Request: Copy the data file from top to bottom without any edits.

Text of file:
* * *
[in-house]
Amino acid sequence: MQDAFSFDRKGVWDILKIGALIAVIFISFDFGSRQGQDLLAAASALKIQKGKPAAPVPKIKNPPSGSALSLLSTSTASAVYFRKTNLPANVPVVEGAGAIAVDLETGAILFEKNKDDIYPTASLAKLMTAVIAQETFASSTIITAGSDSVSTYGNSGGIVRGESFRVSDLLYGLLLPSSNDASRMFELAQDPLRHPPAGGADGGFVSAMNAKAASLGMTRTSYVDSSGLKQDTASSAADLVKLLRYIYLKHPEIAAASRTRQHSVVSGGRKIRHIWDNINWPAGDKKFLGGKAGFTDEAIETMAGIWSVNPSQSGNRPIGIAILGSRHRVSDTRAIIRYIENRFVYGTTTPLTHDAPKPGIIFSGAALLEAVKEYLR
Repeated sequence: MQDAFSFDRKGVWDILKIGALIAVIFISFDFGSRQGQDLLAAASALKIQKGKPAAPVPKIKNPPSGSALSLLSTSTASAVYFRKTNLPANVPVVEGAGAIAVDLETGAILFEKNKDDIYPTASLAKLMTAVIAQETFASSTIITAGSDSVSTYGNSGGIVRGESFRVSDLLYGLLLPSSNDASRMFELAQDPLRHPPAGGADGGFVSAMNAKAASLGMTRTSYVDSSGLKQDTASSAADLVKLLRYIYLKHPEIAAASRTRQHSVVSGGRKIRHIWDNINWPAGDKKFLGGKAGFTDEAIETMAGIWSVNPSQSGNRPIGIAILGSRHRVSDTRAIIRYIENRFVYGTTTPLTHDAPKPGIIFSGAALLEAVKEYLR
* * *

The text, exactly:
[in-house]
Amino acid sequence: MQDAFSFDRKGVWDILKIGALIAVIFISFDFGSRQGQDLLAAASALKIQKGKPAAPVPKIKNPPSGSALSLLSTSTASAVYFRKTNLPANVPVVEGAGAIAVDLETGAILFEKNKDDIYPTASLAKLMTAVIAQETFASSTIITAGSDSVSTYGNSGGIVRGESFRVSDLLYGLLLPSSNDASRMFELAQDPLRHPPAGGADGGFVSAMNAKAASLGMTRTSYVDSSGLKQDTASSAADLVKLLRYIYLKHPEIAAASRTRQHSVVSGGRKIRHIWDNINWPAGDKKFLGGKAGFTDEAIETMAGIWSVNPSQSGNRPIGIAILGSRHRVSDTRAIIRYIENRFVYGTTTPLTHDAPKPGIIFSGAALLEAVKEYLR
Repeated sequence: MQDAFSFDRKGVWDILKIGALIAVIFISFDFGSRQGQDLLAAASALKIQKGKPAAPVPKIKNPPSGSALSLLSTSTASAVYFRKTNLPANVPVVEGAGAIAVDLETGAILFEKNKDDIYPTASLAKLMTAVIAQETFASSTIITAGSDSVSTYGNSGGIVRGESFRVSDLLYGLLLPSSNDASRMFELAQDPLRHPPAGGADGGFVSAMNAKAASLGMTRTSYVDSSGLKQDTASSAADLVKLLRYIYLKHPEIAAASRTRQHSVVSGGRKIRHIWDNINWPAGDKKFLGGKAGFTDEAIETMAGIWSVNPSQSGNRPIGIAILGSRHRVSDTRAIIRYIENRFVYGTTTPLTHDAPKPGIIFSGAALLEAVKEYLR